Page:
At a rally on Monday, Trump called American democracy “rigged,” claimed that Democrats are letting millions of illegal immigrants into the country so they can vote in presidential elections, and said that millions of dead voters were still on the rolls—so they could “vote” for Hillary Clinton in November. He also claimed that Barack Obama won North Carolina in 2008 because of these voters. None of these things are true.
Good Morning America’s Tom Llamas—who Trump once called a “sleaze” in a press conference—interviewed Trump on Monday and asked him about his “rigged election” claims.
Llamas has gotten a lot of grief online for nodding along as Trump strings together lie after lie and for not challenging him. I’m willing to give Llamas the benefit of the doubt—he nods when he listens and the interview is edited so it’s cut after Trump’s answer—but that doesn’t excuse GMA. In the segment about voter fraud that’s online, Trump’s comments are presented as one side of a typical political skirmish, with Paul Ryan’s counterargument given equal time and weight. (Llamas did challenge the voter fraud claim in another segment on GMA, but that doesn’t seem to be online.)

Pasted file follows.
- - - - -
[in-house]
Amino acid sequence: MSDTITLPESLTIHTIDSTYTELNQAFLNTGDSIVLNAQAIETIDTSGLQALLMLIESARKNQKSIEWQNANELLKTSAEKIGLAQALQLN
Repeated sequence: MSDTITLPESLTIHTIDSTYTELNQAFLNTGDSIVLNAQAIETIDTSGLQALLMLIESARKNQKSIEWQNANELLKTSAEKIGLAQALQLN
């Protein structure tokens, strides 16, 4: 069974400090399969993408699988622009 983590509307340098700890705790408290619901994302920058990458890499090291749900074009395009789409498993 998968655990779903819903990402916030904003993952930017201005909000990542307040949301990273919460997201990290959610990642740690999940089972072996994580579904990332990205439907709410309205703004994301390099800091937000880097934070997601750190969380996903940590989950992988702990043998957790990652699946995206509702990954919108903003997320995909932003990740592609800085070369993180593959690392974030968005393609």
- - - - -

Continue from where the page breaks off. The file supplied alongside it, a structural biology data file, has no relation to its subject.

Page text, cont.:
This is still unacceptable, and it helps explain why 41 percent of voters think that the election could be “stolen.” News outlets have a responsibility to press Trump on his “rigged election” argument because he has no actual evidence to support it. Whenever it’s brought up, it should be challenged or refuted, not amplified.